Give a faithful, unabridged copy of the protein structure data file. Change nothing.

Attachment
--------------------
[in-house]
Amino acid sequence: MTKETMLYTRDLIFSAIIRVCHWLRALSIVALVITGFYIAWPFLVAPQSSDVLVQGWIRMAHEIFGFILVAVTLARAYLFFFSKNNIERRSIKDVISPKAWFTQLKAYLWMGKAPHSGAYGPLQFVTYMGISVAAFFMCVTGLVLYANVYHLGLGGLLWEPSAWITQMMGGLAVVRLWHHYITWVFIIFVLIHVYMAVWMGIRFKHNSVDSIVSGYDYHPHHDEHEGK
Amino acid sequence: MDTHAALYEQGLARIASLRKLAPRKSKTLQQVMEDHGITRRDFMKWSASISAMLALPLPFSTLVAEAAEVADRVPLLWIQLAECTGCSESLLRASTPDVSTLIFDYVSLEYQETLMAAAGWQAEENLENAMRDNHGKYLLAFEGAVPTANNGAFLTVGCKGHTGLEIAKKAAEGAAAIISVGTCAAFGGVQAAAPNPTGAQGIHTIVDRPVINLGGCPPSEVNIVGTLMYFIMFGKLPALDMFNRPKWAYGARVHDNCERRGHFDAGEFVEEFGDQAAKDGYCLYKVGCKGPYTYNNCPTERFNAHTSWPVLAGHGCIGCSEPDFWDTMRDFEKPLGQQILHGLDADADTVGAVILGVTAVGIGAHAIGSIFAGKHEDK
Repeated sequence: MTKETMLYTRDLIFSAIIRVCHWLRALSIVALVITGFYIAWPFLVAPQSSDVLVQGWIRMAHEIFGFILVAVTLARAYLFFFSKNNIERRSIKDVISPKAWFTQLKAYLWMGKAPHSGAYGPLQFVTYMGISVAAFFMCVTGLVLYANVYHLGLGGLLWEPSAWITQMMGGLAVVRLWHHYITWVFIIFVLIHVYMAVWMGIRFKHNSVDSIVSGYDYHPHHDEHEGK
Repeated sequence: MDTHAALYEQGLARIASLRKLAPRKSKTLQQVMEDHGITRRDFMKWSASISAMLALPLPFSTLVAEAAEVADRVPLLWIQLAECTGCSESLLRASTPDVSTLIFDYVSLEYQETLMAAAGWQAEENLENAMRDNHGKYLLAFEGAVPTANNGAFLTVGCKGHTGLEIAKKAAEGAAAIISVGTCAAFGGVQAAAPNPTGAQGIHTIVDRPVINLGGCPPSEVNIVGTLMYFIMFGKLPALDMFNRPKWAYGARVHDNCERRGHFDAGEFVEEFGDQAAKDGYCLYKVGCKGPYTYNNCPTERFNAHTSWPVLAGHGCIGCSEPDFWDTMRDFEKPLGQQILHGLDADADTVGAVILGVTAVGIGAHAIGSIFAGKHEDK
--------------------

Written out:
[in-house]
Amino acid sequence: MTKETMLYTRDLIFSAIIRVCHWLRALSIVALVITGFYIAWPFLVAPQSSDVLVQGWIRMAHEIFGFILVAVTLARAYLFFFSKNNIERRSIKDVISPKAWFTQLKAYLWMGKAPHSGAYGPLQFVTYMGISVAAFFMCVTGLVLYANVYHLGLGGLLWEPSAWITQMMGGLAVVRLWHHYITWVFIIFVLIHVYMAVWMGIRFKHNSVDSIVSGYDYHPHHDEHEGK
Amino acid sequence: MDTHAALYEQGLARIASLRKLAPRKSKTLQQVMEDHGITRRDFMKWSASISAMLALPLPFSTLVAEAAEVADRVPLLWIQLAECTGCSESLLRASTPDVSTLIFDYVSLEYQETLMAAAGWQAEENLENAMRDNHGKYLLAFEGAVPTANNGAFLTVGCKGHTGLEIAKKAAEGAAAIISVGTCAAFGGVQAAAPNPTGAQGIHTIVDRPVINLGGCPPSEVNIVGTLMYFIMFGKLPALDMFNRPKWAYGARVHDNCERRGHFDAGEFVEEFGDQAAKDGYCLYKVGCKGPYTYNNCPTERFNAHTSWPVLAGHGCIGCSEPDFWDTMRDFEKPLGQQILHGLDADADTVGAVILGVTAVGIGAHAIGSIFAGKHEDK
Repeated sequence: MTKETMLYTRDLIFSAIIRVCHWLRALSIVALVITGFYIAWPFLVAPQSSDVLVQGWIRMAHEIFGFILVAVTLARAYLFFFSKNNIERRSIKDVISPKAWFTQLKAYLWMGKAPHSGAYGPLQFVTYMGISVAAFFMCVTGLVLYANVYHLGLGGLLWEPSAWITQMMGGLAVVRLWHHYITWVFIIFVLIHVYMAVWMGIRFKHNSVDSIVSGYDYHPHHDEHEGK
Repeated sequence: MDTHAALYEQGLARIASLRKLAPRKSKTLQQVMEDHGITRRDFMKWSASISAMLALPLPFSTLVAEAAEVADRVPLLWIQLAECTGCSESLLRASTPDVSTLIFDYVSLEYQETLMAAAGWQAEENLENAMRDNHGKYLLAFEGAVPTANNGAFLTVGCKGHTGLEIAKKAAEGAAAIISVGTCAAFGGVQAAAPNPTGAQGIHTIVDRPVINLGGCPPSEVNIVGTLMYFIMFGKLPALDMFNRPKWAYGARVHDNCERRGHFDAGEFVEEFGDQAAKDGYCLYKVGCKGPYTYNNCPTERFNAHTSWPVLAGHGCIGCSEPDFWDTMRDFEKPLGQQILHGLDADADTVGAVILGVTAVGIGAHAIGSIFAGKHEDK